'My property a new build estate house purchased for £2185[that's right -52 years ago] may be worth £2185k now- so what! If I sold it- it will have to be replaced'..not necessarily, you could sell, down size and use the difference to go on a world cruise or buy a yacht. The profit could also pay for your time in a care home if needed.


  WhiteTruckMan 11:05 05 Apr 2009

is whether or not the 'lost' money ever really existed in the first place as anything other than a theoretical construct.


  Wilham 13:40 05 Apr 2009

buteman. "Who has got it?"
Answer is those who have investments in tax havens.

PalaeoBill. Your link is excellent. It gives me a frame of reference to show (later) where the tax havens come in.

GANDALF. I think you are tongue-in-cheek that jack values his house over £2million. I think he's made a slip, and he will need more than the house-downgrade return for long term comfortable care.

WTM. "The Point"
I have to go out, but your philosophical query teases me to suggest we can bypass your theoretical difficulty by treating the construct simply as a device that has converted original cash somewhere in tax havens to gold (troy oz) and other tangiable assets at an unbelievably advantagious rate of exchange.

Indeed, your comment is good thinking,- I am circumventing, not ignoring that difficulty.

  spuds 18:52 05 Apr 2009

In response to the point WTM as made, I think you may well find that most of the money never existed in the first place, because most financial deals are based on trust and theory. You borrow off me, you pay me, then I pay them (whoever them might be)!.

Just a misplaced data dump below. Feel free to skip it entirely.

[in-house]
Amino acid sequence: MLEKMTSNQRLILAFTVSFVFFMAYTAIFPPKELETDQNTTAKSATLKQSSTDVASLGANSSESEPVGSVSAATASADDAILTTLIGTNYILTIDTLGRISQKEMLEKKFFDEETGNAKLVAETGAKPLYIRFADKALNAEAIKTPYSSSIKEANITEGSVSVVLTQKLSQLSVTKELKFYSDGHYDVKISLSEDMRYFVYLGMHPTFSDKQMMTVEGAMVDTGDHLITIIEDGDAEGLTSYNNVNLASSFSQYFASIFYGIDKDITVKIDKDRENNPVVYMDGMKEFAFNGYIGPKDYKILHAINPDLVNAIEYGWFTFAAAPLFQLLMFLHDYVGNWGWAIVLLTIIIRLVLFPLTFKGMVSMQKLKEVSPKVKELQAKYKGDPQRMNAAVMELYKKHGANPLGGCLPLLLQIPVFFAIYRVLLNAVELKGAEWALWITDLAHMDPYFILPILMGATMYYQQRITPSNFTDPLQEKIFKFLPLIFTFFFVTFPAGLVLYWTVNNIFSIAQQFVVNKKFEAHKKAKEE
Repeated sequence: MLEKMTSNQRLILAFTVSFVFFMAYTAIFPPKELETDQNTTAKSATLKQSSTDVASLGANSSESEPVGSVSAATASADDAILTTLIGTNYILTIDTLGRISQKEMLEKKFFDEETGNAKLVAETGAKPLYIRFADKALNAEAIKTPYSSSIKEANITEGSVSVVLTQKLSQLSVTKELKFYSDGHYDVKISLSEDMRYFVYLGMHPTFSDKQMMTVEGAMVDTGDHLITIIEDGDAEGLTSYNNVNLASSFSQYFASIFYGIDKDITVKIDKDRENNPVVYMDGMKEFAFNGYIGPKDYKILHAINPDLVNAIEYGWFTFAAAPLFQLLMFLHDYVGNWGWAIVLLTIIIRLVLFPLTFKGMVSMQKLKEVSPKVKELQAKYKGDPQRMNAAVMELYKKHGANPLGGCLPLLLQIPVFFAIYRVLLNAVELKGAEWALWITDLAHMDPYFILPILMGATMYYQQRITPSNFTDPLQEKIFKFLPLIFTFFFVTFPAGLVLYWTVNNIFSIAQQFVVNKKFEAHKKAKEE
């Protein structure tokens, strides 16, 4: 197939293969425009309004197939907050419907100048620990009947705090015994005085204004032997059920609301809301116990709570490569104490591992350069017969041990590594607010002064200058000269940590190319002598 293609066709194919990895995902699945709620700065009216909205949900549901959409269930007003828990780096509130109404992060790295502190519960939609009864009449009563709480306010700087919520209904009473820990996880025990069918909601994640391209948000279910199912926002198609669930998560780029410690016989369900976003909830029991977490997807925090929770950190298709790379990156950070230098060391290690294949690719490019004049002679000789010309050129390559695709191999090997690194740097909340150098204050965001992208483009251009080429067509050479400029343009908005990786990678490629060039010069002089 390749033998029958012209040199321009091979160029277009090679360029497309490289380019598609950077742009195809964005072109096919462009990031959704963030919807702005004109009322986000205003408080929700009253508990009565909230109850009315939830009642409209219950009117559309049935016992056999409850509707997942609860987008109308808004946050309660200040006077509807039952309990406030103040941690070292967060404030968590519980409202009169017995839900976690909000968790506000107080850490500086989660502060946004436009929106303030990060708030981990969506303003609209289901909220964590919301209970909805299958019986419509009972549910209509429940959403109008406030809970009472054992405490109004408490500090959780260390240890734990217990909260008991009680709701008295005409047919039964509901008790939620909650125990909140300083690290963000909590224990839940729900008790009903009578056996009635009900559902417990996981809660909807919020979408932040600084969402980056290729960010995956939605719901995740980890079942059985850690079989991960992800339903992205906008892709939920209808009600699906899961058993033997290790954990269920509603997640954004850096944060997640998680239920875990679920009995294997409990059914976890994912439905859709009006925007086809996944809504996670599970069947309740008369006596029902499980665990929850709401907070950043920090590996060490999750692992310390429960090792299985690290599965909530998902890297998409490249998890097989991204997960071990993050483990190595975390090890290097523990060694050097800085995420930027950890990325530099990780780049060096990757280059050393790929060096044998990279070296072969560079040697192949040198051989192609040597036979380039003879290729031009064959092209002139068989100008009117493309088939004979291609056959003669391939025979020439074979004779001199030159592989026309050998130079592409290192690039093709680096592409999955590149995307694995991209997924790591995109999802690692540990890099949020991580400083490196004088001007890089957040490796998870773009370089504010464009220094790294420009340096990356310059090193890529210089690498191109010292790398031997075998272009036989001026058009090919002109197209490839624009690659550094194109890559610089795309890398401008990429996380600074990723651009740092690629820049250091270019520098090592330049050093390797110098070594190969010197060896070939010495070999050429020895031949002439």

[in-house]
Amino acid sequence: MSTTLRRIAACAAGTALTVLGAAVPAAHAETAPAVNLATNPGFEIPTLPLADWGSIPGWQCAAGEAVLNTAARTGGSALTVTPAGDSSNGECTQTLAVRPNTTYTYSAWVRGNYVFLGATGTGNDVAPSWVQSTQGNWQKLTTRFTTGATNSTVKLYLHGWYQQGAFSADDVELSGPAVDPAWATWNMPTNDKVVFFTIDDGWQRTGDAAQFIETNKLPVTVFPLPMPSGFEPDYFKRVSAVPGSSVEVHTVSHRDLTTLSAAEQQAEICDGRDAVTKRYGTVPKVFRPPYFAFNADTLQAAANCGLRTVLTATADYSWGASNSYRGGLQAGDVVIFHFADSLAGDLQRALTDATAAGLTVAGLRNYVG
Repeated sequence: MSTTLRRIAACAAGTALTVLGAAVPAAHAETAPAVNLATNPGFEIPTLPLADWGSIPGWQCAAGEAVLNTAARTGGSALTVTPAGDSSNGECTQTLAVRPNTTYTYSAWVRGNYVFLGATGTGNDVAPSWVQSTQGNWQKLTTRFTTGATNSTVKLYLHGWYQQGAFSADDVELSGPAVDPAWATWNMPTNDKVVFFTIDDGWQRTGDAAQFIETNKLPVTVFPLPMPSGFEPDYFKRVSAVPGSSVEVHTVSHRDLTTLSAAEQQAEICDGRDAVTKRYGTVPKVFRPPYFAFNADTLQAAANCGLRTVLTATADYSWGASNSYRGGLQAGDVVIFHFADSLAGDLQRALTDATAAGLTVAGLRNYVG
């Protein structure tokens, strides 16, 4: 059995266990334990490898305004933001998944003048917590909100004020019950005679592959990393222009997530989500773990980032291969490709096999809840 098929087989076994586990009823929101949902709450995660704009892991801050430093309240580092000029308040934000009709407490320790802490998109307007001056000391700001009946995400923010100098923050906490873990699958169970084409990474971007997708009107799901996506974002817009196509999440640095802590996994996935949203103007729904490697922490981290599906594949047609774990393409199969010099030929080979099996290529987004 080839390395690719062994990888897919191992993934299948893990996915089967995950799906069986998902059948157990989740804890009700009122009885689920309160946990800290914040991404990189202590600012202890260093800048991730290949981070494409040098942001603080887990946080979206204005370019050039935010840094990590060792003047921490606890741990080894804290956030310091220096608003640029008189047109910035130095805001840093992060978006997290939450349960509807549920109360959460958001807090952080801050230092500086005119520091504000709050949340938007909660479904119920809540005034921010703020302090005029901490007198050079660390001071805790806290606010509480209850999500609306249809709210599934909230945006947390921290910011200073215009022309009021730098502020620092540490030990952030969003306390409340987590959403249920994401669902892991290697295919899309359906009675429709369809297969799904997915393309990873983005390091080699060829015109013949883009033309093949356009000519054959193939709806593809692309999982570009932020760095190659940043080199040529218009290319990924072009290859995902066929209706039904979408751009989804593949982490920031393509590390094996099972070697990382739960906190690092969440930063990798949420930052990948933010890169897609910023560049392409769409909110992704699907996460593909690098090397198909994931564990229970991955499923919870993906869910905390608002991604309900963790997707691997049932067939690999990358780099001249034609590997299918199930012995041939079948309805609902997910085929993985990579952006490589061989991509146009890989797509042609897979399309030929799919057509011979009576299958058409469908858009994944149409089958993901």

A number of years ago, I purchased by cheque a nearly new Ford Cortina Mk5 for a little below market value from a 'respectable' company. The company at the time was in a re-organisation and relocation process.

Two years (yes 2 years) down the line I was informed that a well known finance house (who I had never dealt with in the UK) investigation team was trying to contact me.To cut a long story short, the 'respectable' company's directors had sold all the company's equipment and assets including leased items, then vanished. The vehicle that I had made a genuine purchase, was not my actual property, but belonged to the leasing-finance company. Eventually everything was sorted out very amicably, and I (in theory) paid a very low fee, so as to take legal possession of the vehicle. The thing at the time (as was explained to me), was that the leasing company use to 'write-off' many similar and very regular occurring transactions of bad debts on a large scale.

Now that money had to come from somewhere!.